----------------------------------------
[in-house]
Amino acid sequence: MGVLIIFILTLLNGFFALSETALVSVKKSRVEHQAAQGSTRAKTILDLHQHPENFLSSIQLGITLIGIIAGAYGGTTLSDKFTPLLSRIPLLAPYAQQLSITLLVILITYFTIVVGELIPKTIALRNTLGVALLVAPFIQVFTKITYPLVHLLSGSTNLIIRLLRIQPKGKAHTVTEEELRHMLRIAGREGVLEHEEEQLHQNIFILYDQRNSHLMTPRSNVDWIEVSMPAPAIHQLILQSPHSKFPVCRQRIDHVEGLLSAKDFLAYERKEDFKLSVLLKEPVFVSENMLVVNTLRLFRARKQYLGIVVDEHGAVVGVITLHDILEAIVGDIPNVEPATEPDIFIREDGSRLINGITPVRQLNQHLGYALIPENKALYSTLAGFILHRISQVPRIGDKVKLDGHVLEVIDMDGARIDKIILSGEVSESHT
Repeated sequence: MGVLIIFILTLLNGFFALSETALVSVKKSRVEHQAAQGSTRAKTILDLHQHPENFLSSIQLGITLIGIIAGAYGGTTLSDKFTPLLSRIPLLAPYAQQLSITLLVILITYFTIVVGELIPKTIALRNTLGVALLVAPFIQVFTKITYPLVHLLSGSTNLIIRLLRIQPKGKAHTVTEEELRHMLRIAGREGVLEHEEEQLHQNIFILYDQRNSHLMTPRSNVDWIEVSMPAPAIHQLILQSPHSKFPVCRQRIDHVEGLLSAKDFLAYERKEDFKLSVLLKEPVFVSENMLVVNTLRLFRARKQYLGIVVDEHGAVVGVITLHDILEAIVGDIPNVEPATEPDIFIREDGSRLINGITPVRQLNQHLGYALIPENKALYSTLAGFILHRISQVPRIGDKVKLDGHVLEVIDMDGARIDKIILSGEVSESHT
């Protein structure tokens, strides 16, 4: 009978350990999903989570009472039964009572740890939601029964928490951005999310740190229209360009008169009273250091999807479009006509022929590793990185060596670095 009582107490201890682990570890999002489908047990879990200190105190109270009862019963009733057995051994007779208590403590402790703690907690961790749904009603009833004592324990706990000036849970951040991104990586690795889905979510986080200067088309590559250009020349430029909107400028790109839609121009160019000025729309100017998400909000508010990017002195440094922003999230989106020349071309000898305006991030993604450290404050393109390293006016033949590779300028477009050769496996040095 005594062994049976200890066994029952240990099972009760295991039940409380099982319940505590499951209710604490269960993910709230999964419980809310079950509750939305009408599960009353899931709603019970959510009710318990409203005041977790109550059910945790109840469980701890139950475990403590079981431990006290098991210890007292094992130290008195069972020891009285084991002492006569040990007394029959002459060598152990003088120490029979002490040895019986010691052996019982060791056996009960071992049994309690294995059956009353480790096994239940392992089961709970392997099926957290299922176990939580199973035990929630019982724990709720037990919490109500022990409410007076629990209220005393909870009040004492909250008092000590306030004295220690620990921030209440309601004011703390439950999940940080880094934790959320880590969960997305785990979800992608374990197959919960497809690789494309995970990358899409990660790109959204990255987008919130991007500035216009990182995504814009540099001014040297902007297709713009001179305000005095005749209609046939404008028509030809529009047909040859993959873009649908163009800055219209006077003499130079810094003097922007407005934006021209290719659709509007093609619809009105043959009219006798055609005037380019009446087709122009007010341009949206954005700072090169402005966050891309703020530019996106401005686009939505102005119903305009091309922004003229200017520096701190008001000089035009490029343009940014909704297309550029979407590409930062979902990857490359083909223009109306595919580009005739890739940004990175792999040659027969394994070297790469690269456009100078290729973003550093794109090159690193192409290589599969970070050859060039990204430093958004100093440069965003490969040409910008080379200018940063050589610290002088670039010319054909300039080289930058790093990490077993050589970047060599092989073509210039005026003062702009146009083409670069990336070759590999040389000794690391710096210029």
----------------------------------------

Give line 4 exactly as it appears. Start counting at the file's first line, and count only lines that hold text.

């Protein structure tokens, strides 16, 4: 009978350990999903989570009472039964009572740890939601029964928490951005999310740190229209360009008169009273250091999807479009006509022929590793990185060596670095 009582107490201890682990570890999002489908047990879990200190105190109270009862019963009733057995051994007779208590403590402790703690907690961790749904009603009833004592324990706990000036849970951040991104990586690795889905979510986080200067088309590559250009020349430029909107400028790109839609121009160019000025729309100017998400909000508010990017002195440094922003999230989106020349071309000898305006991030993604450290404050393109390293006016033949590779300028477009050769496996040095 005594062994049976200890066994029952240990099972009760295991039940409380099982319940505590499951209710604490269960993910709230999964419980809310079950509750939305009408599960009353899931709603019970959510009710318990409203005041977790109550059910945790109840469980701890139950475990403590079981431990006290098991210890007292094992130290008195069972020891009285084991002492006569040990007394029959002459060598152990003088120490029979002490040895019986010691052996019982060791056996009960071992049994309690294995059956009353480790096994239940392992089961709970392997099926957290299922176990939580199973035990929630019982724990709720037990919490109500022990409410007076629990209220005393909870009040004492909250008092000590306030004295220690620990921030209440309601004011703390439950999940940080880094934790959320880590969960997305785990979800992608374990197959919960497809690789494309995970990358899409990660790109959204990255987008919130991007500035216009990182995504814009540099001014040297902007297709713009001179305000005095005749209609046939404008028509030809529009047909040859993959873009649908163009800055219209006077003499130079810094003097922007407005934006021209290719659709509007093609619809009105043959009219006798055609005037380019009446087709122009007010341009949206954005700072090169402005966050891309703020530019996106401005686009939505102005119903305009091309922004003229200017520096701190008001000089035009490029343009940014909704297309550029979407590409930062979902990857490359083909223009109306595919580009005739890739940004990175792999040659027969394994070297790469690269456009100078290729973003550093794109090159690193192409290589599969970070050859060039990204430093958004100093440069965003490969040409910008080379200018940063050589610290002088670039010319054909300039080289930058790093990490077993050589970047060599092989073509210039005026003062702009146009083409670069990336070759590999040389000794690391710096210029």